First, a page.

Fuel Cells: Ten projects in the fuel cells area are aimed at reducing the costs and improving the performance of fuel cells, such as finding ways to lower costs of Membrane Electrode Assemblies (MEAs), a critical component of a fuel cell stack. Some of these collaborations will explore using lower cost materials, reducing the quantity of pricey raw material required, and developing better and more precise methods in manufacturing MEAs.
Geothermal: Four collaborations in the geothermal area will include exploring a recently discovered geothermal resource in Nevada, ensuring that new geothermal extraction and storage solutions are ready for the market, and developing lower-cost methods for extracting rare earth elements critical to clean energy technologies.
Solar: Solar area projects will focus on improve solar energy storage solutions and reducing the costs and time associated with analyzing and testing solar arrays.
Vehicles: Six projects in the vehicles area will work to improve vehicle fuel efficiency, including by exploring new ways to create and improve the performance of lithium-ion batteries and by using high performance computing to test and develop new solutions faster.
Water: Four collaborations in the water area will focus on developing and improving tools used to collect energy from waves, and testing ways to allow fish to safely pass through hydropower systems, leading to wider adoption of water power.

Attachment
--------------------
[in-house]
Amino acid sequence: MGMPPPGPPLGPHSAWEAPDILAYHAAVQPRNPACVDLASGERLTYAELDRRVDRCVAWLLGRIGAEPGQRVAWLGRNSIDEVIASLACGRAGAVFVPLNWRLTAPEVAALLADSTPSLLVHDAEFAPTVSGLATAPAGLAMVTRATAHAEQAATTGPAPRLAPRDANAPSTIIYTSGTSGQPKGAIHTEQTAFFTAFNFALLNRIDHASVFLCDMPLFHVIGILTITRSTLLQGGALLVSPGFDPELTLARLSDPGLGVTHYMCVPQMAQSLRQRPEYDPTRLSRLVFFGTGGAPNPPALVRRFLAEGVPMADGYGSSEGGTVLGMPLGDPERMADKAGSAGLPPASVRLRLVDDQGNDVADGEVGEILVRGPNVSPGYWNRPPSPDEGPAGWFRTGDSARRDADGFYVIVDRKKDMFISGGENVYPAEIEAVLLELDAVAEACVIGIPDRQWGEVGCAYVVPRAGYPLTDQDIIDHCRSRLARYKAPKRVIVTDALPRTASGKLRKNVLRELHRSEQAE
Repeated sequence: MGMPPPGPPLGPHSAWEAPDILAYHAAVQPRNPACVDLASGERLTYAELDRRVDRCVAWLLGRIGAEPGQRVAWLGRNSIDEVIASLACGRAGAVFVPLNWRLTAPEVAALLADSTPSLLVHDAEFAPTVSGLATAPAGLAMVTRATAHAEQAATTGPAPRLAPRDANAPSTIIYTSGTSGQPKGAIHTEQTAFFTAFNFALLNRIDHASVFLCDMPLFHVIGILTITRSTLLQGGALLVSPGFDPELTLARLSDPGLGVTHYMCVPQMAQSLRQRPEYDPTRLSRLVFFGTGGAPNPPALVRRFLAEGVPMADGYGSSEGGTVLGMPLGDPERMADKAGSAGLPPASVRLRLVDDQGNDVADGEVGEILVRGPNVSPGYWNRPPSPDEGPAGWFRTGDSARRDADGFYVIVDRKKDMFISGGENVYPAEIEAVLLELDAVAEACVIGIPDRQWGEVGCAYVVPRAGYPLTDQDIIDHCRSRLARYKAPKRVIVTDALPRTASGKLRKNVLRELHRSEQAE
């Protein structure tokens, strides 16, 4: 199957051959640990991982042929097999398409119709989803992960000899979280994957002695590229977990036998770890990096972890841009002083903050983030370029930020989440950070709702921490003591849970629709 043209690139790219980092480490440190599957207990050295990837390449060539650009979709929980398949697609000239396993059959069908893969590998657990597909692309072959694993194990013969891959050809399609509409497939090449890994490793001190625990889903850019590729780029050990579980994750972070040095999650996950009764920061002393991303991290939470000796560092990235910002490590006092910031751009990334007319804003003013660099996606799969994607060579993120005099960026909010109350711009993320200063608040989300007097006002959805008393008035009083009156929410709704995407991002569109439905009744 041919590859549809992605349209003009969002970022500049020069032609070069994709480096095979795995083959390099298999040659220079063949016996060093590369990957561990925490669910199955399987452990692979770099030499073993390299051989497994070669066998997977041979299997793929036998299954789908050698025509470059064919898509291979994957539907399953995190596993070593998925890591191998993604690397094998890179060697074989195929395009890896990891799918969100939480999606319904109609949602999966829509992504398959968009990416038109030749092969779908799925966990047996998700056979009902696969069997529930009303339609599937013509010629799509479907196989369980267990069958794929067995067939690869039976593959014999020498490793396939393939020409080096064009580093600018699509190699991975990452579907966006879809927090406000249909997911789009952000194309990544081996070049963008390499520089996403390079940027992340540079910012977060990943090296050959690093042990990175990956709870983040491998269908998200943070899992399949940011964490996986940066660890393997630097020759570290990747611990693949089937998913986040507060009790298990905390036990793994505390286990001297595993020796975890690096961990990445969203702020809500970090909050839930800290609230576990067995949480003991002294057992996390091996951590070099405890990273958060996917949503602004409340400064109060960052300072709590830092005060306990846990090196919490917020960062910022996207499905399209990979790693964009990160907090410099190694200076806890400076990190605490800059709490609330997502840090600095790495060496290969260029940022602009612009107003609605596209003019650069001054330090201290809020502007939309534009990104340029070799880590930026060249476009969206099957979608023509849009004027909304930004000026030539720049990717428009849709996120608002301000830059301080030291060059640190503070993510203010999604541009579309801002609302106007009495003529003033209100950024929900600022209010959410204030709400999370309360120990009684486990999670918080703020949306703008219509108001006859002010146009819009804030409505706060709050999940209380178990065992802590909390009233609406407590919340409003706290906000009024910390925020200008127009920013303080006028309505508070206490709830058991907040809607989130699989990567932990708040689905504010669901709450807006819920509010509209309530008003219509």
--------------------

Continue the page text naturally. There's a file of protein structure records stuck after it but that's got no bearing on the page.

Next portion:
Wind: Two projects in the wind area will develop methods for integrating wind power into existing power grids, in addition to developing new methods of diagnosing damage to turbines.
The Energy Department's Office of Energy Efficiency and Renewable Energy (EERE) accelerates development and facilitates deployment of energy efficiency and renewable energy technologies and market-based solutions that strengthen U.S. energy security, environmental quality, and economic vitality. SBV is part of EERE's Technology-to-Market program. To learn more about the pilot, including eligibility and how to apply, visit www.SBV.org.